As the Football and Hurling Championships take off this month in Ireland I thought I would share a little bit about these two great Irish Sports for those not in the know. The GAA stands for Gaelic Athletics Association and is the main sporting association in Ireland. The two Sports involved are Gaelic Football and Hurling. Both games include point scoring (over the bar) and goal scoring (worth 3 points).
The best way I can describe hurling is Ice Hockey without the skates. Now don’t be fooled into thinking this is field hockey – Hurling is a much faster and all together more exciting game. Check it out in this clip…
Gaelic Football cannot be compared to any other game as it is a truly original sport. You can pick up the ball but only using your foot and while you can run with the ball you can only do so for a few steps after which you must bounce/kick the ball – this is called soloing. You can pass the ball but cannot simply throw it, as you can imagine it’s a pretty unique game and one that requires a great deal of skill.
The GAA are responsible for all levels of these sports throughout Ireland from local GAA clubs which have teams of all ages right through to Senior County Level where the best of the best of the local teams line out wearing their County Colors. The players who make the cut at this level are as dedicated as any professional players in any sport however they play on a purely voluntary basis. The holy grail for any youngster starting out is the chance to represent your County at Croke Park in an All Ireland Final.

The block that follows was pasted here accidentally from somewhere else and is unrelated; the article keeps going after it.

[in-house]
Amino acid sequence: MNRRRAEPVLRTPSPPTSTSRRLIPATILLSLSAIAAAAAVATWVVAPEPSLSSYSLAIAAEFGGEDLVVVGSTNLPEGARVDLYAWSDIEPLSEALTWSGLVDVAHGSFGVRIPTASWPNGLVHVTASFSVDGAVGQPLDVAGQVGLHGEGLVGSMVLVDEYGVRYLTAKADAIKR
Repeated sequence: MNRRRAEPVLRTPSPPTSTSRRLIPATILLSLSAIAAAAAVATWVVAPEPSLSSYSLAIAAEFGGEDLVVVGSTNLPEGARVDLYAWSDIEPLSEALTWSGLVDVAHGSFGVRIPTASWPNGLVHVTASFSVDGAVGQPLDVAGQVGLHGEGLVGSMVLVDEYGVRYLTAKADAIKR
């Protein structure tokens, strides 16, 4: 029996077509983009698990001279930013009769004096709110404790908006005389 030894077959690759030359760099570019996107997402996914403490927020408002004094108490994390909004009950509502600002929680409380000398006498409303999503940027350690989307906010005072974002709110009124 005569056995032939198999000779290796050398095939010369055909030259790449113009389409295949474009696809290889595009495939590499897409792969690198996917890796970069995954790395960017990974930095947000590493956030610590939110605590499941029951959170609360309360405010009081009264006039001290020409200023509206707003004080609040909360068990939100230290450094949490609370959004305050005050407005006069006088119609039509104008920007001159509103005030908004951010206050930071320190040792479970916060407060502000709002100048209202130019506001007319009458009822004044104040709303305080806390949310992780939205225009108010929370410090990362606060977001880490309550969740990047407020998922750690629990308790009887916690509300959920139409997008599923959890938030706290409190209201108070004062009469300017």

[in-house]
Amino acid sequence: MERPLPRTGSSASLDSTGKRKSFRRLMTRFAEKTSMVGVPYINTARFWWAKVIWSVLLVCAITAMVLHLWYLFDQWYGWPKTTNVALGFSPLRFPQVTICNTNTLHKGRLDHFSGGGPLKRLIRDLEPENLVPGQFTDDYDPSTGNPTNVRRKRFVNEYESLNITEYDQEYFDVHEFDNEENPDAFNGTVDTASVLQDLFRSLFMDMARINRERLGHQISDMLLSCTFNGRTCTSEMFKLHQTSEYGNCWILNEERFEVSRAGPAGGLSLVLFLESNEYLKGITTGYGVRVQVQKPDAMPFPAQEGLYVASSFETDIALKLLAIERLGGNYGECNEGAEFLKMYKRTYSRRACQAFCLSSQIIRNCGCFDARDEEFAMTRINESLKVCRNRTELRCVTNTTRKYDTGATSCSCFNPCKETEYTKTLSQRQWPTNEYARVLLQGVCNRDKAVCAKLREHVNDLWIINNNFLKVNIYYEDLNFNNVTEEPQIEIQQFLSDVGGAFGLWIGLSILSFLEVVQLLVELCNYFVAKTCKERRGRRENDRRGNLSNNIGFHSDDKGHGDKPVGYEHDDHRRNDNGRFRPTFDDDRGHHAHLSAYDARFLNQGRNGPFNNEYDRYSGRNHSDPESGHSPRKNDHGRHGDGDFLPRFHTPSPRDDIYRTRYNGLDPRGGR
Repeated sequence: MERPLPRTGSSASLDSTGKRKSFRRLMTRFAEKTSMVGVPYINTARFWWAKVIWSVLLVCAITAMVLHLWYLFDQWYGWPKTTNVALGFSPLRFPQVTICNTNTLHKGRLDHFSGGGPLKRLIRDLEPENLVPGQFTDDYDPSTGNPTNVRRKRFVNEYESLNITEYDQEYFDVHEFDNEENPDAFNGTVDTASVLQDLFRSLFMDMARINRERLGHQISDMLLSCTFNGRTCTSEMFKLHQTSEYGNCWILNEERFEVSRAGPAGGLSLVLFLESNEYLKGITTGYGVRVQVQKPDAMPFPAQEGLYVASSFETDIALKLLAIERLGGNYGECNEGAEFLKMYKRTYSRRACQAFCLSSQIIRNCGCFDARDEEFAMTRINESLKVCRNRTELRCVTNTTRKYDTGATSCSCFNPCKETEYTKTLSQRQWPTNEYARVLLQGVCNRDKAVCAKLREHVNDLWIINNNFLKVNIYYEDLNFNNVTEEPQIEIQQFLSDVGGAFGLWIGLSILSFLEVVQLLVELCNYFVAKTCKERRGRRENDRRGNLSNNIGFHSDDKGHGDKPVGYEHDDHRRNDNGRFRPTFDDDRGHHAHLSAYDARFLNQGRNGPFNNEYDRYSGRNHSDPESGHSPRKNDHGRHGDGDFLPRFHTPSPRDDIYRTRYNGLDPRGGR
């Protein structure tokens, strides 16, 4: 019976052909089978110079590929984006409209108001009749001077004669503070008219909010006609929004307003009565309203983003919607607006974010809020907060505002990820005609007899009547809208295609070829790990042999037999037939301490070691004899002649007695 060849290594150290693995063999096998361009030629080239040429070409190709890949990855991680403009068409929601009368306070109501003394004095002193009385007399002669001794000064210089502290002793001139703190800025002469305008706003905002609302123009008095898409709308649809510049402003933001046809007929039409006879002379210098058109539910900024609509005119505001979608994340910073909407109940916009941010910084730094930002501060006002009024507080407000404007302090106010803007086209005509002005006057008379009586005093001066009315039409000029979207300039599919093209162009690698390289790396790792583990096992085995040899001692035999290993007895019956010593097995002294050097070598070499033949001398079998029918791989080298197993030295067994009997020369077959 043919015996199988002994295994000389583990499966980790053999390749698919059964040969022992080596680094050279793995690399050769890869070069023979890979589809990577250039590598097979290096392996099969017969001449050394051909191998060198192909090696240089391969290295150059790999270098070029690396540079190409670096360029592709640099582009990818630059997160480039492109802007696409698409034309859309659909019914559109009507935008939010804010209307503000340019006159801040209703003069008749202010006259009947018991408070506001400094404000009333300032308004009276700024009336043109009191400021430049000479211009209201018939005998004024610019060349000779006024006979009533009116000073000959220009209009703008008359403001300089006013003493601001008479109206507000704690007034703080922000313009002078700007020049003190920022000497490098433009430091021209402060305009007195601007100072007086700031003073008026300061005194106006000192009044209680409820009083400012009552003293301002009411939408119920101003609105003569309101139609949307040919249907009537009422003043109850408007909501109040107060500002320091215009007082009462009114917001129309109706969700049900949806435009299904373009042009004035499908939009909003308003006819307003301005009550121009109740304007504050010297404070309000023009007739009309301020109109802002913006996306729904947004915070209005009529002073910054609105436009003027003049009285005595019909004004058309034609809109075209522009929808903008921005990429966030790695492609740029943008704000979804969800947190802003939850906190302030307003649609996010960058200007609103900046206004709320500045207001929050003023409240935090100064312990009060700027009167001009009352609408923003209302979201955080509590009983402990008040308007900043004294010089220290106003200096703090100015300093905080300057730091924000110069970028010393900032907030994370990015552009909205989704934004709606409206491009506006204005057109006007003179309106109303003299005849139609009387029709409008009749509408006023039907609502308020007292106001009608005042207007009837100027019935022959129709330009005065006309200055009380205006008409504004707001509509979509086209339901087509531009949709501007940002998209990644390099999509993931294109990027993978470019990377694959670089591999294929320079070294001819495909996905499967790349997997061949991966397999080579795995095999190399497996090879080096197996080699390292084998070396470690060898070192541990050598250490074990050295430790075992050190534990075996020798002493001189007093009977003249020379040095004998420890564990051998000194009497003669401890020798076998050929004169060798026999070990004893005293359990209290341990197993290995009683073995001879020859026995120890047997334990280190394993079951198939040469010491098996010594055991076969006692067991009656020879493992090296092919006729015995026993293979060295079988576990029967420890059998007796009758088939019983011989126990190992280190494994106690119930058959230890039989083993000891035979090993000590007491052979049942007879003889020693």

If you are on Vacation in Ireland while the GAA Championships are being played try to get to see a match. While All Ireland tickets are like gold dust you could certainly get tickets for some of the qualifying matches along the way. Failing that you can get a taste of the excitement by watching a match in an Irish pub – ensure you are in one of the Counties taking part – for maximum excitement go to a pub bordering two rival counties – Cork and Kerry for Football or Kilkenny and Tipperary for Hurling are always good bets.
One final warning – if you are not a sports fan (and even if you are) you probably want to avoid Dublin on the first and third weekend in September. This is when the All Ireland Finals take place in Dublin and as 2 entire counties converge on Dublin for these events it’s usually best to leave the city to them!
You can learn more about the GAA at www.gaa.ie